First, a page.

The DEA Scam
How it works:
This extortion scam targets anyone who may have ordered or reimported prescription medication from other countries (usually purchased over the telephone or internet). In most cases, such practices constitute a violation of US law. The foreign drug market is driven in part by the high cost of prescription medication in the US paired with rising rates of prescription drug abuse. Despite its illegality, a vast number of people have obtained prescription medication in this manner. Prosecution is relatively infrequent in these cases, yet these consumers have unwittingly placed themselves at risk for fraud and extortion.
This scam starts with a phone call from a person claiming to be a Special Agent with the Drug Enforcement Agency (DEA) or impersonating another member of law enforcement. The scammer informs the victim that purchasing prescription drugs from foreign markets is illegal and that the victim is facing criminal charges. The victim is told that they can pay a “fine” via wire transfer (usually several thousand dollars) in order to avoid prosecution. The scheme can be quite elaborate and convincing. For example, the victim may be transferred to speak with a DEA supervisor in order to get authorization to pay the fine.
This scam targets people with a guilty conscience who understandably want to avoid the embarrassment and legal costs associated with a criminal arrest. By the time the victim figures out the truth, they may have paid multiple “fines”. Unfortunately, the wired money is typically picked up in a foreign country and is unrecoverable. Further complicating these investigations is that victims may be reluctant to report this crime to the police because they fear that they will be prosecuted by the real authorities.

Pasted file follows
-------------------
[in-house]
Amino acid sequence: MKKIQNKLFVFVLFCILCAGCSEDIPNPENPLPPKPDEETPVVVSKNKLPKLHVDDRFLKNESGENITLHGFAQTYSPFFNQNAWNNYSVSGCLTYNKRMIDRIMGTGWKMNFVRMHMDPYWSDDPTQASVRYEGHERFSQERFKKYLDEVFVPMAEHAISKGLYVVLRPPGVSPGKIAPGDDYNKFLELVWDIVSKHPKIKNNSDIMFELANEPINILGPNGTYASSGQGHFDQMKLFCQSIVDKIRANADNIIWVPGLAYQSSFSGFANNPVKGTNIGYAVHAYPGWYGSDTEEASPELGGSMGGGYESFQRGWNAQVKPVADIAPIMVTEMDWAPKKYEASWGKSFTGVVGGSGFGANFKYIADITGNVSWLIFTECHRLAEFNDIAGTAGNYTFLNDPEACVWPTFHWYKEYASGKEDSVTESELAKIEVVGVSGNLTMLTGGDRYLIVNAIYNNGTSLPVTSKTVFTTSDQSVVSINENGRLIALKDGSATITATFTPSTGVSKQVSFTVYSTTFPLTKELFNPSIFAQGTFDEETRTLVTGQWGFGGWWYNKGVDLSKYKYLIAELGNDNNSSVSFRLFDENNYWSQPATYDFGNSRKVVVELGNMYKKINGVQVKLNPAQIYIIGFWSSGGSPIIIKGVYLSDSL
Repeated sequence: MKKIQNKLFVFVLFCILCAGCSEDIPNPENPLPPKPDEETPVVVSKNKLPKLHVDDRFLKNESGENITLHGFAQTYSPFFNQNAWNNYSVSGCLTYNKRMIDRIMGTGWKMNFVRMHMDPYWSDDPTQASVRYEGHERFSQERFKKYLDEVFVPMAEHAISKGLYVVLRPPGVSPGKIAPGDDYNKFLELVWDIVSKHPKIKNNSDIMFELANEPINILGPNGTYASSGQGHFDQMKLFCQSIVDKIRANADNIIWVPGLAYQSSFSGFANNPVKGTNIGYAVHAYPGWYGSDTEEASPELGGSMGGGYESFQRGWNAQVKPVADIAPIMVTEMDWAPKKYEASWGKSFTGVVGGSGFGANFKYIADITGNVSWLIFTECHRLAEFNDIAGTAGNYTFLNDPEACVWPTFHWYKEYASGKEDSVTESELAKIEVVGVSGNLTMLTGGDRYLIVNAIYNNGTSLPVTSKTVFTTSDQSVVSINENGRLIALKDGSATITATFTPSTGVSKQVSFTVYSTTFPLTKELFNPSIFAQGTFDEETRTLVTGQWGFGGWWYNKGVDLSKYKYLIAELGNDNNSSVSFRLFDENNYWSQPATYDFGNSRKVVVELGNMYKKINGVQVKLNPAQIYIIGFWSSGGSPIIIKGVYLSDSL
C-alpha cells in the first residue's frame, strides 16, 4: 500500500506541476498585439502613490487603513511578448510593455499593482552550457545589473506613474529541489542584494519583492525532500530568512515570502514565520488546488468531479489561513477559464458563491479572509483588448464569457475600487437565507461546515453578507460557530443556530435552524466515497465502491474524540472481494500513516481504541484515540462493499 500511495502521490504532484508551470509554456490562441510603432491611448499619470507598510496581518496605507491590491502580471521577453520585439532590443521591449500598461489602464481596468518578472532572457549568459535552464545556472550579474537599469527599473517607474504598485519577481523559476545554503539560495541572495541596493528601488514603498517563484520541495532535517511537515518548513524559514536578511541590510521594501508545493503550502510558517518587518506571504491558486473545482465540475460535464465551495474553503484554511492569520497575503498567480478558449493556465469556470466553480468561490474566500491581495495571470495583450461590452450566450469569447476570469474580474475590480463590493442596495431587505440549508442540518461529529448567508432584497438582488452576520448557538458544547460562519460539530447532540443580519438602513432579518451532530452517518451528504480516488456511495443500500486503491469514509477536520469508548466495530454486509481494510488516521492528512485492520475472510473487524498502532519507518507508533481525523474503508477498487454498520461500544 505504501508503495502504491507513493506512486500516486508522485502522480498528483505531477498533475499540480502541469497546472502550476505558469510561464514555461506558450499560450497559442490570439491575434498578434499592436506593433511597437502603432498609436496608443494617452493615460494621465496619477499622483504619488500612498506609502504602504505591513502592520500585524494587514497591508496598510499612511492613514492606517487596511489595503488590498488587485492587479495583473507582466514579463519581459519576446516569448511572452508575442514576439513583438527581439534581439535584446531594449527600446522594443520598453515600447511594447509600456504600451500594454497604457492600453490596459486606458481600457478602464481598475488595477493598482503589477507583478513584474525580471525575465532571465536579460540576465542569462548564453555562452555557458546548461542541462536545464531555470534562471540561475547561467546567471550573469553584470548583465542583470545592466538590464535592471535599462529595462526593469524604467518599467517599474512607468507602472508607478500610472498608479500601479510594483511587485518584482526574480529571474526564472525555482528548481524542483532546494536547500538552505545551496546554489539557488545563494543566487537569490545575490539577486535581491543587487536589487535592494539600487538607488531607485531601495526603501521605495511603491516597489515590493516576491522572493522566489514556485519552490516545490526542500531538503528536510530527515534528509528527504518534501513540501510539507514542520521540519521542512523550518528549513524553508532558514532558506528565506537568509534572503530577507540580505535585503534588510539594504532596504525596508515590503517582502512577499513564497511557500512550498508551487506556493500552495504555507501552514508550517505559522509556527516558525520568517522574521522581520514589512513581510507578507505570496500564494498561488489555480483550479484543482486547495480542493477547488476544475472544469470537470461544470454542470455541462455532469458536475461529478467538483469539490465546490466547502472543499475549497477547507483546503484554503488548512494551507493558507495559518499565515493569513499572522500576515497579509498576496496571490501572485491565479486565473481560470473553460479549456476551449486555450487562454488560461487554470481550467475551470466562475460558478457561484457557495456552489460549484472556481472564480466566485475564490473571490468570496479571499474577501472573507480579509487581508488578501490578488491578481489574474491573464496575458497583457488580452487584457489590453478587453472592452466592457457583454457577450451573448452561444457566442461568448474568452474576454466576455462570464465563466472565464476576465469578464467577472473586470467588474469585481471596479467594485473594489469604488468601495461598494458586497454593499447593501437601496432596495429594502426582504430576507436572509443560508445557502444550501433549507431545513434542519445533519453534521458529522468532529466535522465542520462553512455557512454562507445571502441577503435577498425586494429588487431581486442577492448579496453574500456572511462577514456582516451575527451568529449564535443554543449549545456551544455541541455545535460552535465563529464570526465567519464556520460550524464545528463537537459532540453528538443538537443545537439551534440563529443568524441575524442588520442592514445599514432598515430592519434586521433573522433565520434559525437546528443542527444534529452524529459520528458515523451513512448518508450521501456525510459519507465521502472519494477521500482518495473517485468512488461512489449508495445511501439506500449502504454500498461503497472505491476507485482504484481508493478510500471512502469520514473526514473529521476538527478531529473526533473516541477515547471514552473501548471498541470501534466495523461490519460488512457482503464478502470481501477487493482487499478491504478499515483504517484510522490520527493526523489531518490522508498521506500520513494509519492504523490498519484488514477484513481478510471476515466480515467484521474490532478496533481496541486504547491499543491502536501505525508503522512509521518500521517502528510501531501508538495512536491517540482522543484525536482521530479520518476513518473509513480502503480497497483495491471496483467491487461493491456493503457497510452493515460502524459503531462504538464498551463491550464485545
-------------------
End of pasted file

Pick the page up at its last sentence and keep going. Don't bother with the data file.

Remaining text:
What to do:
Do not order pharmaceutical medications from unknown providers or businesses, even if they appear legitimate online. Consumers ordering medications from outside the US may receive unsafe, counterfeit, or ineffective drugs. Furthermore, personal and financial information could be compromised and may expose the consumer to financial victimization or scams like the one described above.
Do not under any circumstances wire money, provide a credit card number, or give electronic access to your checking account in order to pay a criminal fine! Criminal fines are typically levied through a court of law, not the telephone.
Do report any financial loss to the Darien Police Department. In most instances, the police department’s foremost concern is your financial loss.
report any telephone or email communication where money is sought by a person claiming to be a DEA Special Agent, even if you were not victimized
. To report this scam, call the DEA’s Prescription Abuse and Extortion Hotline at 1-877-792-2873, or report the incident online